Judy G (us) wrote: Ultimately disappointing. Too quickly it becomes a soap opera with embarrassing sequences that add nothing to the story or character development. Thank goodness Colin Farrell showed up. He's the only one who does.
Andrew M (us) wrote: What's worse is I watched this movie with my ex, adding more vomit every time I see this piece of crap.
Ian M (de) wrote: Orlando Jones has some comedy lines of the century in this movie... "JoJo, if I have to shove you up my ass to get you past customs I will..." Genius. Other than that it's better than Anaconda and other trash. Worth a watch maybe. The comparison between the human monsters and the croc was obvious. Not sure it needed someone in the film to point it out. But overall a good movie with great effects.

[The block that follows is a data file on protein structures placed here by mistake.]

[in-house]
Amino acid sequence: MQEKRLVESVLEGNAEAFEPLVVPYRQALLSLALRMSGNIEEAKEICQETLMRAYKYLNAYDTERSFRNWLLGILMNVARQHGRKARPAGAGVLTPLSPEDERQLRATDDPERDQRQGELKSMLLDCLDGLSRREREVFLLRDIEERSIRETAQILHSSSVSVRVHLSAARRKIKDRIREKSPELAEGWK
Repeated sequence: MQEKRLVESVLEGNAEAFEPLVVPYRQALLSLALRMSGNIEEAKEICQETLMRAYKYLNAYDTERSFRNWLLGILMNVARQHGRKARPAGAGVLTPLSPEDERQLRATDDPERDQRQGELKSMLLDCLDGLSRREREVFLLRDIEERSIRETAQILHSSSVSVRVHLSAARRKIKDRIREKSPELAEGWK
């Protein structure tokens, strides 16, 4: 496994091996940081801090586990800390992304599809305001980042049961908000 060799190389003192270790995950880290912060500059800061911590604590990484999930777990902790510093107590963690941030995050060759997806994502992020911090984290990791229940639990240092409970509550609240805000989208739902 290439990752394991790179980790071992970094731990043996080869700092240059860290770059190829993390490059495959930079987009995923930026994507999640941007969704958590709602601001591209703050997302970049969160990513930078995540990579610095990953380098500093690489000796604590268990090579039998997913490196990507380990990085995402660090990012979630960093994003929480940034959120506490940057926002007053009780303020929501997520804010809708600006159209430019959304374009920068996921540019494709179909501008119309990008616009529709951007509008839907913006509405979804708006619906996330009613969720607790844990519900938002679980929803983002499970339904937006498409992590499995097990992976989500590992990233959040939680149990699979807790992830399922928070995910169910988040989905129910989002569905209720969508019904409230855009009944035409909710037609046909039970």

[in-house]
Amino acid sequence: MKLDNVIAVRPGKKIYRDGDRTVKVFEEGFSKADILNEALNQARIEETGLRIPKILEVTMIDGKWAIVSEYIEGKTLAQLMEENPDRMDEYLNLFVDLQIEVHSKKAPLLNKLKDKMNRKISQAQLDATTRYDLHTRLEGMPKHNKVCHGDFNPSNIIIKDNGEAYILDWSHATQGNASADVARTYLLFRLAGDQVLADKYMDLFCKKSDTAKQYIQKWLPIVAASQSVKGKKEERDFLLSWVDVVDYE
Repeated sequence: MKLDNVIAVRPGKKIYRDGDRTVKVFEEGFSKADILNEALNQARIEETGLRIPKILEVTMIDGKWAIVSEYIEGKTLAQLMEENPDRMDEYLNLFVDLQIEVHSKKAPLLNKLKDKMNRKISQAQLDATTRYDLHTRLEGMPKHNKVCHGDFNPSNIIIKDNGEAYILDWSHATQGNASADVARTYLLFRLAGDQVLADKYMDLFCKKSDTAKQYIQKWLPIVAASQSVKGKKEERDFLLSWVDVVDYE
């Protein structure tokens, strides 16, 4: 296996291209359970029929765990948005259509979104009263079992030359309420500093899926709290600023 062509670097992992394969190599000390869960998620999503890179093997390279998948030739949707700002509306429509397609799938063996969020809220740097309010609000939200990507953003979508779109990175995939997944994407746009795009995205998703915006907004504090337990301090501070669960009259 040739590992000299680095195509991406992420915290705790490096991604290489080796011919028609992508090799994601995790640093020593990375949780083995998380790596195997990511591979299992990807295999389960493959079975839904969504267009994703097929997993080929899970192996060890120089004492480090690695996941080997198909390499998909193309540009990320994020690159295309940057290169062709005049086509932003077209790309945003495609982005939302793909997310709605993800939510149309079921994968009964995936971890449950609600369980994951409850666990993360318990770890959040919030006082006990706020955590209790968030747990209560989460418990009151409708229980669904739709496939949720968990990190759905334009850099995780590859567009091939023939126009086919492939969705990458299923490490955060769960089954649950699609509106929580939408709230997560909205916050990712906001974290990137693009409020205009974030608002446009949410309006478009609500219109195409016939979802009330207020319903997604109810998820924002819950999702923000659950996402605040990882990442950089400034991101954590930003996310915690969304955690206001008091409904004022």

Erika A (jp) wrote: "Herr, lehre uns Bedenken, dass wir alle einmal sterben mssen, auf das wir im Leben klug werden" Psalm 90:12This movie had both heart and soul. The subtitles lend little to the film itself. My German is a bit rusty but the movie touched me nonetheless.(For those complaining about the slow progression of the film; I honestly don't think it would have had the depth if they had rushed it.... the minimal dialog and contemplative cinematography contribute a great deal to the overall feel of the film... at least in my humble opinion)